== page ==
Oct-1-en-3-one

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Oct-1-en-3-one
Skeletal formula of oct-1-en-3-one
Identifiers
CAS number 4312-99-6 YesY
PubChem 61346
ChemSpider 55282 YesY
UNII 7LT7Z4Q9XR YesY
Jmol-3D images Image 1
Properties
Molecular formula C8H14O
Molar mass 126.20 g/mol
Related compounds
Related enones Methyl vinyl ketone
Related compounds 1-Octene
Except where noted otherwise, data are given for materials in their standard state (at 25 °C (77 °F), 100 kPa)
 YesY (verify) (what is: YesY/N?)
Infobox references

Oct-1-en-3-one (CH2=CHC(=O)(CH2)4CH3), also known as 1-octen-3-one, is the odorant that is responsible for the typical metallic smell of metals and blood coming into contact with skin.[1] Oct-1-en-3-one has a strong metallic mushroom-like odor with an odor detection threshold of 0.03 - 1.12 µg/m³ and it is the main compound responsible for the "smell of metal", followed by decanal (smell: orange skin, flowery) and nonanal (smell: tallowy, fruity).[2] Oct-1-en-3-one is the degradative reduction product of the chemical reaction of skin lipid peroxides and Fe2+. Skin lipid peroxides are formed from skin lipid by oxidation, either enzymatically by lipoxygenases or by air oxygen. Oct-1-en-3-one is a ketone analog of the alkene 1-octene.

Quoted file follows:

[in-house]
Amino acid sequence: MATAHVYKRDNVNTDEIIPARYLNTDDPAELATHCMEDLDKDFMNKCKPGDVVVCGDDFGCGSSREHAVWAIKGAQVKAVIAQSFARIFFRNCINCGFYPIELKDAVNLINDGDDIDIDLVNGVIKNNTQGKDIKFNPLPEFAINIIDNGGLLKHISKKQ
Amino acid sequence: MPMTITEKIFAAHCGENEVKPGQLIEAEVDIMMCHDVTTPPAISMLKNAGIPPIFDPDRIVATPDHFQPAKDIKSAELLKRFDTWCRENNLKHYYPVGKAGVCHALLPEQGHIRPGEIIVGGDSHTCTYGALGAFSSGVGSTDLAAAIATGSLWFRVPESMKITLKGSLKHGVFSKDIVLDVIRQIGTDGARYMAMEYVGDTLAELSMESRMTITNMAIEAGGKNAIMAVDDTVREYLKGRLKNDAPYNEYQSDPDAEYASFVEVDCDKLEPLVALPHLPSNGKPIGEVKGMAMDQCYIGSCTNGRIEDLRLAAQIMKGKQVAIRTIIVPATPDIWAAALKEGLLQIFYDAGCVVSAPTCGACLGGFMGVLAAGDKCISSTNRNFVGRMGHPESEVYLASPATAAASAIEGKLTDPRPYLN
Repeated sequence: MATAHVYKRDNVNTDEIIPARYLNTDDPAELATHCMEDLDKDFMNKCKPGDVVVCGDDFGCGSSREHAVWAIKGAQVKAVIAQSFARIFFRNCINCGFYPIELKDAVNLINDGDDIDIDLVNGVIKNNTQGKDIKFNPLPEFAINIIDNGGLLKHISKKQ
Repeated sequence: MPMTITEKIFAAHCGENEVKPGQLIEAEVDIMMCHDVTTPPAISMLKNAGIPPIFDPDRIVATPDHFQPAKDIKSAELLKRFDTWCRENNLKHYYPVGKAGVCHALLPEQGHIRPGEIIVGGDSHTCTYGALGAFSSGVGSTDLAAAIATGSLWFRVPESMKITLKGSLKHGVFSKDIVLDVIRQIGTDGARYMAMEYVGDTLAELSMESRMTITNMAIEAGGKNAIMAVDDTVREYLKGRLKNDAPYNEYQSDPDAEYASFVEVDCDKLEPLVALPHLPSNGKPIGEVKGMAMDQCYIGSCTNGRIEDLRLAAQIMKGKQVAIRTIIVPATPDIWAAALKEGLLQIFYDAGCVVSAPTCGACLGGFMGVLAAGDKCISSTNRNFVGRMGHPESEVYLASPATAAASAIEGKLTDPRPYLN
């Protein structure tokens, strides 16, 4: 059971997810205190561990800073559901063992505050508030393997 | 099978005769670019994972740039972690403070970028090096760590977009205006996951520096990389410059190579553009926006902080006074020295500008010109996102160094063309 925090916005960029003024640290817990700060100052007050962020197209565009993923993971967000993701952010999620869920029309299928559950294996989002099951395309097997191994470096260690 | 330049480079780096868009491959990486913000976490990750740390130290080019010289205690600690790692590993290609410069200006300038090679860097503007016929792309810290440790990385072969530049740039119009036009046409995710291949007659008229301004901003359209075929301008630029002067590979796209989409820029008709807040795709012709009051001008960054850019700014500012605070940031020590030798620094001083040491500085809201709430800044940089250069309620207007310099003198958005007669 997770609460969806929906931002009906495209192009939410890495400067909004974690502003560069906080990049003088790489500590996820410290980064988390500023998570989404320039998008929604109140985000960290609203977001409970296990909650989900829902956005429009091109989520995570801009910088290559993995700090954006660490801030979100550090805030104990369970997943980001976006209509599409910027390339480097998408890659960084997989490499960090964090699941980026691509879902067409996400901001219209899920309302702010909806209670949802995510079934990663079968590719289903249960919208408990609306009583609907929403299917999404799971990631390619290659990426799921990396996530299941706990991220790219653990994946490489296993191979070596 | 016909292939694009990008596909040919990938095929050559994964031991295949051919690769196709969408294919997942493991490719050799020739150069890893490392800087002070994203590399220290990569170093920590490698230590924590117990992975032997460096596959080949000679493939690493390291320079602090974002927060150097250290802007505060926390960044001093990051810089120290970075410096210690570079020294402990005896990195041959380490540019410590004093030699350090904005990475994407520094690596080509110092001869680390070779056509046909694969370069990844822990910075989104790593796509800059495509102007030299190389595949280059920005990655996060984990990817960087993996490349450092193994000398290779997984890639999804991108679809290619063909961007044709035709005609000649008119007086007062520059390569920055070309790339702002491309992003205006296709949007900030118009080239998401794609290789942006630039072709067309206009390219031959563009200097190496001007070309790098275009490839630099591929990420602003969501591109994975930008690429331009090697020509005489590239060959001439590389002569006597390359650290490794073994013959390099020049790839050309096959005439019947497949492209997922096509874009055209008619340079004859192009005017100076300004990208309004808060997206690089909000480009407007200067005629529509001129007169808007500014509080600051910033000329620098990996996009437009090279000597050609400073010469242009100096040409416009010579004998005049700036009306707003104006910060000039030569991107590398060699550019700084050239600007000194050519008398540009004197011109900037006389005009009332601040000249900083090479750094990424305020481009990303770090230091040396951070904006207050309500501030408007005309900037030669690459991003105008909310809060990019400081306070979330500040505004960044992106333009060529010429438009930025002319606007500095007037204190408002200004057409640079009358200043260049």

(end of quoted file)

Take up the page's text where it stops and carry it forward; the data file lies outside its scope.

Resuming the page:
Natural occurrences[edit]

It is produced by Uncinula necator, a fungus that causes powdery mildew of grape.

See also[edit]

References[edit]

  1. ^ D. Glindemann, A. Dietrich, H. Staerk, P. Kuschk, (2006). "The Two Odors of Iron when Touched or Pickled: (Skin) Carbonyl Compounds and Organophosphines". Angewandte Chemie International Edition 45 (42): 7006–7009. doi:10.1002/anie.200602100. PMID 17009284. 
  2. ^ Supporting information for the Glindemann article

External links[edit]